Oh – so organic farming also allows for pesticides, fertilizers, feed additives, health care products and disinfectants? How is that any different from conventional farming? The fact that they are organic or natural pesticides doesn’t change the fact that they still kill pests. Natural or organic pesticides aren’t safe by default just because they aren’t synthetic.

From my reading I did learn that conventionally farmed food does have higher pesticide residuals than organic (a large study showed that about 38% of conventional foods had pesticide residue vs 7% of organic foods). However, in most cases for both conventional and organic, the residue was negligible.

That said, I decided to look at is how harmful are pesticides in general to people? Yes, they kill pests, but what affect do they have on humans? I came across this pesticide residue calculator which will show you how much you can safely consume. For example, a child could to consume 154 servings of apple in one day  without any effect even if the apples have the highest pesticide residue recorded for apples by the USDA (I haven’t been able to find anything similar for organic pesticides so I can’t comment on their relative safety). Even still – there is currently no evidence that people who eat conventional foods have a higher risk of diseases like cancer or that organic foods can prevent it.

And lets not forget that organic foods aren’t without risk – like e.coli poisoning (due to use of cow manure as opposed to synthetic fertilizers) which can – and does – cause death (like for the 5 people who died from eating organic spinach). To be fair, you can get e.coli poisoning from conventional foods as well – I just wanted to point out that just because its organic doesn’t mean it is automatically risk free.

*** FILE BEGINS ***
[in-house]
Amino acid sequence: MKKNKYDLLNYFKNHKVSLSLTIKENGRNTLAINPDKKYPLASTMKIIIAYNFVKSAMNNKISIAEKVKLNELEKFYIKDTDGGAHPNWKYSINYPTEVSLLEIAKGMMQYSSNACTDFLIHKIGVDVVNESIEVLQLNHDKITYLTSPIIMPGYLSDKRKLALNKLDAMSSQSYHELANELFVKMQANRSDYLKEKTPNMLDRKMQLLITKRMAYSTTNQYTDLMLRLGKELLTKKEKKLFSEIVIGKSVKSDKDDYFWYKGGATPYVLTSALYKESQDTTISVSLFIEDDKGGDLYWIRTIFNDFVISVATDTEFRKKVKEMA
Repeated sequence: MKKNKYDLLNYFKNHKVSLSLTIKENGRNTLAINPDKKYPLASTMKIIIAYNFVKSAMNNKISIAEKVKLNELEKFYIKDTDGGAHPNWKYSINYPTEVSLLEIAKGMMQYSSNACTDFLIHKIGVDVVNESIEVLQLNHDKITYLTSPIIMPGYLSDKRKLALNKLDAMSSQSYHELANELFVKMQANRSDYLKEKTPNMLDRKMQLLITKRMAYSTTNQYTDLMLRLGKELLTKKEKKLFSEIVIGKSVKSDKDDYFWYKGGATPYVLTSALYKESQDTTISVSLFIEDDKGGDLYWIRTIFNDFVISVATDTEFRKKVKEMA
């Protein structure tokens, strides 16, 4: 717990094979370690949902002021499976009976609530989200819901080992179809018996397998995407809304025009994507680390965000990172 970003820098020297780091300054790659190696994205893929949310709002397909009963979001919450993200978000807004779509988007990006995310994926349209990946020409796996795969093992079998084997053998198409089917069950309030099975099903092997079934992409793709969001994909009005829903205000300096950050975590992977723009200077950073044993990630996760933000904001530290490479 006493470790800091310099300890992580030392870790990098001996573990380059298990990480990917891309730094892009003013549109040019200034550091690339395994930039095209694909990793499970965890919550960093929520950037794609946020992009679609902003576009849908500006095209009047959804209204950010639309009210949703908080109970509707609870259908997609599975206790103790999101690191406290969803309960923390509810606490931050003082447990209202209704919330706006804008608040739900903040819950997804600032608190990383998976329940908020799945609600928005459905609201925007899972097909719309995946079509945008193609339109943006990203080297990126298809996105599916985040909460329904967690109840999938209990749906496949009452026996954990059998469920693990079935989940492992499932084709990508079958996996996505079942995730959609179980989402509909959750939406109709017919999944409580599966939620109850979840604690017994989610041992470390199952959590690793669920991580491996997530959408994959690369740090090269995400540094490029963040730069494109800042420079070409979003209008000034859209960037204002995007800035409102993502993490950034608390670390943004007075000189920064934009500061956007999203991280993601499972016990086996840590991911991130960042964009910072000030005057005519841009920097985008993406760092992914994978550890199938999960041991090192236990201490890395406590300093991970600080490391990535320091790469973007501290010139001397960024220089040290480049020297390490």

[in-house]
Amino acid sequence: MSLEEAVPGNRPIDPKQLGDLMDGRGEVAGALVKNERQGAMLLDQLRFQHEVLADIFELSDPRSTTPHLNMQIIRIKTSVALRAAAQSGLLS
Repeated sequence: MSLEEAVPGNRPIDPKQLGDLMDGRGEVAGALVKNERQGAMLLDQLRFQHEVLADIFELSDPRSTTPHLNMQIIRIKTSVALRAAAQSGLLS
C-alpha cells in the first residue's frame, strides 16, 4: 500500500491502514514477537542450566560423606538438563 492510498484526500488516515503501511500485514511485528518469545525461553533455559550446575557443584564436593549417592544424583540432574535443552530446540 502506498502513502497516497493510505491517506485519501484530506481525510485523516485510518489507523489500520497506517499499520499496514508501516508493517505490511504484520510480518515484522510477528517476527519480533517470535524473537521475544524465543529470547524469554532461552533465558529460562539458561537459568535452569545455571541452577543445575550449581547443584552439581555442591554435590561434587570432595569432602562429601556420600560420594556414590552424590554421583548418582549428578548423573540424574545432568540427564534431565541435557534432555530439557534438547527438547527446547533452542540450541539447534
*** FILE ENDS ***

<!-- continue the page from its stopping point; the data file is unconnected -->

Reason 2: Organic food is more nutritious

Now I always had my doubts about this one, though I guess I can see why some people may think this. But while there have been some studies to suggest that some organic fruits and veggies are marginally more nutritious, the main study that supports this has been criticized for being funded by a group that supports the promotion of organic farming and focused on only the positive results (where they found foods that were more nutritious) and not the negative results of the study (where they found foods to be less nutritious). In fact, most studies (such as this one done by researchers at Stanford University) show that there is very little nutritional difference between organic and conventional produce and meat (though studies have shown that organic chickens have higher levels of Omega-3 than conventionally raised ones).